*285 Although the evidence was conflicting, there was substantial evidence of probative value consistent with an intentional attempt by Defendant upon Trojnar's life at a time when he was not in fear for his own life or physical well-being.


Following the State's presentation of its case, Defendant moved for a directed verdict, arguing that the evidence was insufficient to establish a prima facie showing that Defendant knowingly or intentionally attempted to kill Trojnar. The motion was denied, and Defendant assigns such ruling as reversible error. Defendant, however, has failed to preserve error for appeal on this issue, inasmuch as he did not stand upon his motion but introduced evidence in his defense. Havens v. State, (1981) Ind., 429 N.E.2d 618, 621.


Defendant argues that he was denied a fair trial by an impartial jury when the State, in exercising its peremptory challenges, excused all blacks from the jury; hence, he contends that the trial court erred in denying his motion for mistrial predicated on that ground. Defendant relies primarily upon Commonwealth v. Soares, (1979) 377 Mass. 461, 387 N.E.2d 499, cert. denied, 444 U.S. 881, 100 S. Ct. 170, 62 L. Ed. 2d 110, in which the Supreme Court of Massachusetts, basing its decision on the Sixth Amendment right to a fair trial, ordered new trials for three black men convicted of first degree murder of a white man, holding that the defendants had shown a prima facie case that the prosecutor's use of his peremptory challenges was designed to exclude persons from the jury on the basis of race and that the trial court's failure to allow a hearing on the issue deprived defendants of their constitutionally protected right to trial by a jury fairly drawn from the community.

Indiana cases,[1] however, have followed the holding in Swain v. Alabama, (1965) 380 U.S. 202, 85 S. Ct. 824, 13 L. Ed. 2d 759, when confronted with this issue. In Swain, the United States Supreme Court held that using peremptory challenges to strike black persons from the jury in a particular case did not constitute a violation of equal protection guarantees. The Court noted that an equal protection challenge might be sustained when in case after case the prosecutor "is responsible for the removal of Negroes who have been selected as qualified jurors by the jury commissioners and who have survived challenges for cause, with the result that no Negroes ever serve on petit juries." Id. at 223, 85 S. Ct. at 837, 13 L. Ed. 2d at 774.

Although the Swain analysis was directed to an equal protection challenge, we find it equally applicable to Defendant's Sixth Amendment challenge, and, in addition, we do not believe that Swain's precedential value is altered by the Supreme Court's holding in Taylor v. Louisiana, (1975) 419 U.S. 522, 95 S. Ct. 692, 42 L. Ed. 2d 690, upon which Defendant further relies. In Taylor, the United States Supreme Court held that "the selection of a petit jury from a representative cross section of the community is an essential component of the Sixth Amendment right to a jury trial." 419 U.S. at 528, 95 S. Ct. at 697, 42 L. Ed. 2d at 697. Defendant has not claimed that the jury was selected from a non-representative cross section of the community. Furthermore, Taylor does not stand for the proposition that the jury ultimately selected must mirror the distinctive groups of the community.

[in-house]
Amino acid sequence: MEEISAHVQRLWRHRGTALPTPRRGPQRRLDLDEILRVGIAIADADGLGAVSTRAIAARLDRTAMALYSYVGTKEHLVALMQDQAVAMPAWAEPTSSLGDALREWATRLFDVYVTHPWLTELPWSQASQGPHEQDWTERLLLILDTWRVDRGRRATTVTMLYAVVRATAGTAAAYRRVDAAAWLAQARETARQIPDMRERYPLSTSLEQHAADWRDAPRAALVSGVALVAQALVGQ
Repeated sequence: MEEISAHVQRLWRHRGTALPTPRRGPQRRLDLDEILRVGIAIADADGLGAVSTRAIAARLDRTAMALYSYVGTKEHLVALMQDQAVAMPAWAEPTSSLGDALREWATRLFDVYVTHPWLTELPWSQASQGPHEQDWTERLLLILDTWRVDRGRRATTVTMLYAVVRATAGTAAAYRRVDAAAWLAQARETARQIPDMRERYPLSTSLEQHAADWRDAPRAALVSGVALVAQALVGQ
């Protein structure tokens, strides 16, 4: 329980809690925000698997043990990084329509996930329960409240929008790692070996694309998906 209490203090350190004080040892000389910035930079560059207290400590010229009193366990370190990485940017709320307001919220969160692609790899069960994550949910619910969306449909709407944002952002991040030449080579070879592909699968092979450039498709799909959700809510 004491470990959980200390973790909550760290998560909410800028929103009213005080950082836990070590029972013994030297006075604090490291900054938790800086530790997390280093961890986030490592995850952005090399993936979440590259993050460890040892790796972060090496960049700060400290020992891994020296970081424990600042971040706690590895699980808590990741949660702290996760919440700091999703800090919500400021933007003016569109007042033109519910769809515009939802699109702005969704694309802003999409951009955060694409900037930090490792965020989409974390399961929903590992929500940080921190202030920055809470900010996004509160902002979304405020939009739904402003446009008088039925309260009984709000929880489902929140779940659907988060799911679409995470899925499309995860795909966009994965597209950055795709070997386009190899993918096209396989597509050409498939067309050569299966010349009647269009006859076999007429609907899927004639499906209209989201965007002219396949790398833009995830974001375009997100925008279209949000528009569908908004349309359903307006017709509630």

Finally, we note that there is no need for the prosecution to explain its reasons for the exercise of a peremptory challenge. Mays v. State, (1984) Ind., 469 N.E.2d 1161; Hoskins v. State, (1982) Ind., 441 N.E.2d 419, 422. In Swain the Court observed, "The essential nature of the peremptory challenge is that it is one exercised without *286 a reason stated, without inquiry and without being subject to the court's control." 380 U.S. at 220, 85 S. Ct. at 836, 13 L. Ed. 2d at 772. In the case at bar, the Prosecutor, at the hearing on the motion for mistrial and at the hearing on the motion to correct errors, stated his reasons for challenging six black jurors. Although he admitted that race was one factor in reaching his decisions, he stated that other compelling reasons for challenging the jurors became apparent during voir dire examination.

Inasmuch as Defendant has neither claimed nor shown that the prosecutor had, over a period of time, totally eliminated blacks from juries by the systematic use of peremptory challenges against those who had survived challenges for cause, we find no error in the trial court's ruling.


Defendant argues that the trial court abused its discretion when it admitted into evidence a tape recording of police radio and telephone transmissions pertinent to this case. Specifically, he objects to a portion of the recording which chronicles a conversation between Trojnar and Officer Hlas, arguing that a voice in the background, which the prosecution implied was Defendant's, was unintelligible and would lead to jury speculation as to its contents. During the portion of the recording to which Defendant objects, Officer Hlas asked Trojnar if he needed assistance; Trojnar responded that he did not. A voice can be heard in the background, but the words are unintelligible.

In Lamar v. State, (1972) 258 Ind. 504, 513, 282 N.E.2d 795, 800, we held that in order for a tape recording to be admissible as evidence, it must be "of such clarity as to be intelligible and enlightening to the jury." Taken as a whole the tape must be of such clarity that it does not lead to jury speculation as to its contents. Pettit v. State, (1979) 272 Ind. 143, 148, 396 N.E.2d 126, 130. The trial court has wide discretion with respect to whether the Lamar guidelines have been met. Winningham v. State, (1982) Ind., 432 N.E.2d 24, 27. Here the trial court had listened to the tape recording on four previous occasions and determined that it was admissible. Moreover, we have listened to the recording and find that it is immaterial whose voice could be heard in the background. It is unlikely that the background voice would have misled the jury or have caused it to speculate as to its subject matter. This case is readily distinguishable from Lamar in which the prosecution alleged that the tape recording contained a confession by the appellant. In that case, the recording was of such poor quality that it was impossible to determine whether the appellant was or was not confessing, and we held that the jury would be inclined to believe that the appellant was confessing, else the State would not have sought the admission of the tape into evidence. Here, we simply have a background voice which, although unintelligible, may or may not be that of the Defendant; and the tape recording was of a routine police communication.